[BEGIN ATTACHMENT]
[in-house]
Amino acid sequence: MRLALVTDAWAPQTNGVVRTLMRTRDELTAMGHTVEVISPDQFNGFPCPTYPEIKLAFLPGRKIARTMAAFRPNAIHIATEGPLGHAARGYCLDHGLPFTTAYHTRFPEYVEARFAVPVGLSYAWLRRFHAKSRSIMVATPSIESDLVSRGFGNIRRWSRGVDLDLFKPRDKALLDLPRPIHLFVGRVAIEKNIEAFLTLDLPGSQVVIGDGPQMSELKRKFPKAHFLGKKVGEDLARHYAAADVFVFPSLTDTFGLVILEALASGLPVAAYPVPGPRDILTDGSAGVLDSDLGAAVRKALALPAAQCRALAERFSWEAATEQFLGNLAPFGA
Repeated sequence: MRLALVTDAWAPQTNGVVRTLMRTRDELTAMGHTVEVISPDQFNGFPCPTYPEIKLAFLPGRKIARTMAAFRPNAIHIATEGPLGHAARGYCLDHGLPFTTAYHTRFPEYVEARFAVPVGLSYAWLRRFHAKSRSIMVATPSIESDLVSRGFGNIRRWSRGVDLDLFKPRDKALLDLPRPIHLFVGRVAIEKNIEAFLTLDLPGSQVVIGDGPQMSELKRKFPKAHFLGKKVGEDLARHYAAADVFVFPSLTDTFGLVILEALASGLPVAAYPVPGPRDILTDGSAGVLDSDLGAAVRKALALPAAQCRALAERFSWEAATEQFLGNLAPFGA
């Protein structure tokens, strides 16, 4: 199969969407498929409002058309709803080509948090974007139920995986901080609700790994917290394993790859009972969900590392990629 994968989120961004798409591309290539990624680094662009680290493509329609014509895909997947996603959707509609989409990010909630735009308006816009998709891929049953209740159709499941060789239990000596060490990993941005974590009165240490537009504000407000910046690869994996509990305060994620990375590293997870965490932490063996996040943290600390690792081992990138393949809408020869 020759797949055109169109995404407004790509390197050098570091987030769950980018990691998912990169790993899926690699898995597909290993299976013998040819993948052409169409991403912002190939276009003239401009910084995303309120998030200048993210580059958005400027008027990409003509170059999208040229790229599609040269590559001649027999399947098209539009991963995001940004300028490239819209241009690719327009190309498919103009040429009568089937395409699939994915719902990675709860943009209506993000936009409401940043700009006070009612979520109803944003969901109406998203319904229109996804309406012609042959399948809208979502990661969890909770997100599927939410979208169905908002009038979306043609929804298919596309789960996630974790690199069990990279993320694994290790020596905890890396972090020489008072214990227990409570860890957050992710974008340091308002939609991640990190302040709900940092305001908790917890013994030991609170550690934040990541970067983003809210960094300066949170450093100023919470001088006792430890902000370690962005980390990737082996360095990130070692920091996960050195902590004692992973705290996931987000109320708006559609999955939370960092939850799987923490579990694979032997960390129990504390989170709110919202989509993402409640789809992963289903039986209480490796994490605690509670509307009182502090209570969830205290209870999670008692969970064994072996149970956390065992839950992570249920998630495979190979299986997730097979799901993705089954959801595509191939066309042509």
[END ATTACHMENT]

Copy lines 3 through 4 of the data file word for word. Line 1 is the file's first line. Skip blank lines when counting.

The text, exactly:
Repeated sequence: MRLALVTDAWAPQTNGVVRTLMRTRDELTAMGHTVEVISPDQFNGFPCPTYPEIKLAFLPGRKIARTMAAFRPNAIHIATEGPLGHAARGYCLDHGLPFTTAYHTRFPEYVEARFAVPVGLSYAWLRRFHAKSRSIMVATPSIESDLVSRGFGNIRRWSRGVDLDLFKPRDKALLDLPRPIHLFVGRVAIEKNIEAFLTLDLPGSQVVIGDGPQMSELKRKFPKAHFLGKKVGEDLARHYAAADVFVFPSLTDTFGLVILEALASGLPVAAYPVPGPRDILTDGSAGVLDSDLGAAVRKALALPAAQCRALAERFSWEAATEQFLGNLAPFGA
């Protein structure tokens, strides 16, 4: 199969969407498929409002058309709803080509948090974007139920995986901080609700790994917290394993790859009972969900590392990629 994968989120961004798409591309290539990624680094662009680290493509329609014509895909997947996603959707509609989409990010909630735009308006816009998709891929049953209740159709499941060789239990000596060490990993941005974590009165240490537009504000407000910046690869994996509990305060994620990375590293997870965490932490063996996040943290600390690792081992990138393949809408020869 020759797949055109169109995404407004790509390197050098570091987030769950980018990691998912990169790993899926690699898995597909290993299976013998040819993948052409169409991403912002190939276009003239401009910084995303309120998030200048993210580059958005400027008027990409003509170059999208040229790229599609040269590559001649027999399947098209539009991963995001940004300028490239819209241009690719327009190309498919103009040429009568089937395409699939994915719902990675709860943009209506993000936009409401940043700009006070009612979520109803944003969901109406998203319904229109996804309406012609042959399948809208979502990661969890909770997100599927939410979208169905908002009038979306043609929804298919596309789960996630974790690199069990990279993320694994290790020596905890890396972090020489008072214990227990409570860890957050992710974008340091308002939609991640990190302040709900940092305001908790917890013994030991609170550690934040990541970067983003809210960094300066949170450093100023919470001088006792430890902000370690962005980390990737082996360095990130070692920091996960050195902590004692992973705290996931987000109320708006559609999955939370960092939850799987923490579990694979032997960390129990504390989170709110919202989509993402409640789809992963289903039986209480490796994490605690509670509307009182502090209570969830205290209870999670008692969970064994072996149970956390065992839950992570249920998630495979190979299986997730097979799901993705089954959801595509191939066309042509």